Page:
This story announcing the execution is a few months old, from January 2017.
In 2012 the Vatican Insider reported that multiple Arab news channels claimed that Kuwaiti prince Abdullah al-Sabah had converted to Christianity. Kuwaiti prince Azbi al-Sabah denied that anyone with the name Abdullah al-Sabah belonged to the royal family.
However, in January 2017 a prince with a similar name Abdullah al-Sabah (the name prince Azbi al-Sabah claims didn’t exist in the royal family) was executed in Kuwait, for “killing his nephew”. Royal families tend to not execute male family members no matter who they kill. Women are an exception. They usually put them in house arrest for sometime.
The story could also be unrelated since many royal family members carry similar names and they often use aliases in public reports.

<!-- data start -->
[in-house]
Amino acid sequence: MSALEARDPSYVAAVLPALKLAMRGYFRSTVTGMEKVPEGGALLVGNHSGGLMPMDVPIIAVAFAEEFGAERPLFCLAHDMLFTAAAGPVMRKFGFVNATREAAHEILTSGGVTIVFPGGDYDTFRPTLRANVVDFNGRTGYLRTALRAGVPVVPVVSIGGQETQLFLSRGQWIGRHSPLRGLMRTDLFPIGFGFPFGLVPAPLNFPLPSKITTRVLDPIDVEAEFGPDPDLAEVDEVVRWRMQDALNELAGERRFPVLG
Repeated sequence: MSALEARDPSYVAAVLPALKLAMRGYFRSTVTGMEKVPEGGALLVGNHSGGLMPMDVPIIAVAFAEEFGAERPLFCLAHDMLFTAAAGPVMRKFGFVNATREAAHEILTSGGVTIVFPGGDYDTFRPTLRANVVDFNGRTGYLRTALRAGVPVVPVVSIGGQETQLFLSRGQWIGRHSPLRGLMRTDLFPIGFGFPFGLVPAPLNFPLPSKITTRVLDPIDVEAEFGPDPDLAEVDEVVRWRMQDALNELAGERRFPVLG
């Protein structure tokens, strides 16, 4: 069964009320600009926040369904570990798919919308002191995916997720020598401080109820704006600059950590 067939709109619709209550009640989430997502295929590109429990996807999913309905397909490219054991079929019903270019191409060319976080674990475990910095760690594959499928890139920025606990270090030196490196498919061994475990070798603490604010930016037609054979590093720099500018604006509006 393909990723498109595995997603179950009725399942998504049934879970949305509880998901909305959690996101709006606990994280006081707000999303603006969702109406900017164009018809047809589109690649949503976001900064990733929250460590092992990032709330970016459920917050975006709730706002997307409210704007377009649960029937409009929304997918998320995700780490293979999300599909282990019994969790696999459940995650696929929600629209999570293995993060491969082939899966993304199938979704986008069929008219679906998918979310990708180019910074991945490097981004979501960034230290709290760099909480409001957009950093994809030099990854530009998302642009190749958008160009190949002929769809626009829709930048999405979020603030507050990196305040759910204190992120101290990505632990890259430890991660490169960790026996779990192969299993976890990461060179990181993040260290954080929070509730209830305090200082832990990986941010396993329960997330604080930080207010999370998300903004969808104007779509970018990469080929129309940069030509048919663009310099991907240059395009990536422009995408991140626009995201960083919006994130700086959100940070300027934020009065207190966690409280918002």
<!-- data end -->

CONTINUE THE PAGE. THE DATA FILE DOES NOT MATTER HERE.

You can read copies of both stories below.
“Kuwait: The prince’s mysterious conversion,”
by Marco Tosatti for Vatican Insider, January 16, 2012
According to reports, a Kuwaiti royal prince has become a follower of Jesus Christ. In an audio file posted with his name, he affirms that if he is killed because of a recording he made where he talks about his conversion, he firmly believes that he will meet Jesus Christ face-to-face. The news comes from Middle Eastern sources which state that al-Haqiqa — a Christian satellite TV channel in Arabic that transmits Christian religious programmes — broadcast an audio file attributed to the Kuwaiti prince, identified as Abdullah al-Sabah. The al-Sabahs are the royal family of Kuwait, a country rich in oil. The name Abdullah (servant of God) frequently appears in the Emir’s family tree.